Just because it's now officially fall in my part of the world doesn't mean that we're required to break out our deeper, spicier fragrances right away, right? Not when there's still a fresh crop of pink perfumes in pink bottles to be sampled! I tried two new-ish ones this week, with mixed results.
First up: Escada launched Joyful, its latest fragrance for women, late in the summer. It's a fruity floral whose notes include blackcurrant, melon, mandarin, peony, magnolia, nectarine, violet leaf, honey and sandalwood, and its ads feature model-of-the-moment Miranda Kerr riding a merry-go-round. (At least, she's one of the models who seem to be everywhere right now.)
Escada hasn't released anything but upbeat fruity florals in a long time, and Joyful fits the usual profile. I have to say, however, that I liked this one much less than Especially Escada Delicate Notes. That one was an inoffensive sheer rose scent; this one is much fruitier, and just feels somehow blunt and sour. The melon and blackcurrant are initially noticeable, but they become less distinct from one another as the fragrance develops and the whole "fruit" concept takes on the generic quality of an air freshener. The florals are barely detectable to my nose. The dry down adds a soapy musk to the fruit-mix and (wouldn't you just know it?) lasts a long time on skin.
Basically, Joyful feels oddly joyless to me, and just about as synthetic as the accompanying commercial and print ads — their final image evokes New York's Central Park carousel, but the footage was actually shot on Roosevelt Island, on a merry-go-round set built near the former Strecker Memorial Laboratory. Why didn't the Escada team decide to film in the real Central Park, or otherwise just do the whole thing in a studio? Why do I even wonder about things like this anymore?
Meanwhile, Italian luxury brand Fendi has released Fan di Fendi Blossom, a flanker to 2010′s Fan di Fendi. Fan di Fendi Blossom is packaged in a pink-ified version of Fan di Fendi's chic double-F bottle, and its composition includes notes of cherry blossom, pear, raspberry, pink pepper, jasmine, magnolia, vanilla and white musk.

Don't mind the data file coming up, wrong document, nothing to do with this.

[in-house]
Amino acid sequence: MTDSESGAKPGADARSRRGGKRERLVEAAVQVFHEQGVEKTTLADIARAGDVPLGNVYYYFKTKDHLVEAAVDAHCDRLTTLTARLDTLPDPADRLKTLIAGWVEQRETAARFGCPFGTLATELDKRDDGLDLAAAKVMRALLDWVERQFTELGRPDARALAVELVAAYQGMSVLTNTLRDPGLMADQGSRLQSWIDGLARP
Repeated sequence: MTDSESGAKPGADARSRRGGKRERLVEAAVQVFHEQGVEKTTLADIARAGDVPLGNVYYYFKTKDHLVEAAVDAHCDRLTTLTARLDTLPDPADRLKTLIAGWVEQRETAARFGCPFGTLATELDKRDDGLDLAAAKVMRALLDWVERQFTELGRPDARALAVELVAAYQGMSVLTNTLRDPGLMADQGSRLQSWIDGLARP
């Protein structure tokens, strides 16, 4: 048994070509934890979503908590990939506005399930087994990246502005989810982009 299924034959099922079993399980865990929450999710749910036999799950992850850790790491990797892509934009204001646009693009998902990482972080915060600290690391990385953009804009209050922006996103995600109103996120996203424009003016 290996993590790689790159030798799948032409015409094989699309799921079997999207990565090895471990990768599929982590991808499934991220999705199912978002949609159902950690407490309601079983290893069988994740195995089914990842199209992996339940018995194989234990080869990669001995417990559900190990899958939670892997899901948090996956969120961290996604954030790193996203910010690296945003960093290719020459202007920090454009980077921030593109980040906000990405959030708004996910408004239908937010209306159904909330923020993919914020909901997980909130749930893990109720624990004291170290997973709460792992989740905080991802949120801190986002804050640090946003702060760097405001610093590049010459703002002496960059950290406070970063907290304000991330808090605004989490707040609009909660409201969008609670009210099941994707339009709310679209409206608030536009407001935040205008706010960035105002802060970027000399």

Fan di Fendi Blossom smells slightly ozonic when sniffed straight from the bottle, but on paper it behaves more like it should. Its opening is a radiant cluster of grapefruit and rose notes, boosted by the pink pepper. The pear (specifically, "Nashi pear") has a melon-like tinge, and the pink-and-white floral notes are pale and slightly sharp. This fruit-and-flower blend reminds me for a while of some shampoo scents, because it's so bright and clean; then it loses some color and dries down into a lightly vanillic skin-scent base. It's definitely "front-loaded" to appeal to potential customers at the perfume counter, and it's less interesting as it unfolds.
This fragrance appears to be aimed at a "youthful" customer who likes office-friendly, non-gourmand florals; you'll probably enjoy it if you're a fan of L'Occitane's various Cherry Blossom scents or any number of mass-market best-sellers like the Marc Jacobs collection. In fact, I could pretty much re-use Robin's summary of Marc Jacobs Lola here: "Like so many of the department store fragrances released over the past few years, [Fan di Fendi Blossom] smells instantly familiar, and it no longer seems worth taking the time to figure out just which other fragrances it smells like." As for me, I personally prefer "regular" Fan di Fendi. Actually, I truly prefer the original Fendi fragrance fragrance, a spicy heavy-hitter from the 1980s, but that one is gone forever. Perhaps Fendi's Furiosa, scheduled to be launched later this fall, will appeal more to my own tastes.
Have you tried either of these fragrances? What did you think?
Escada Joyful is available in 30 ($52), 50 ($68) and 75 ($89) ml Eau de Parfum; Fendi Fan di Fendi Blossom is available in 30, 50 ($71) and 75 ($86) ml Eau de Toilette.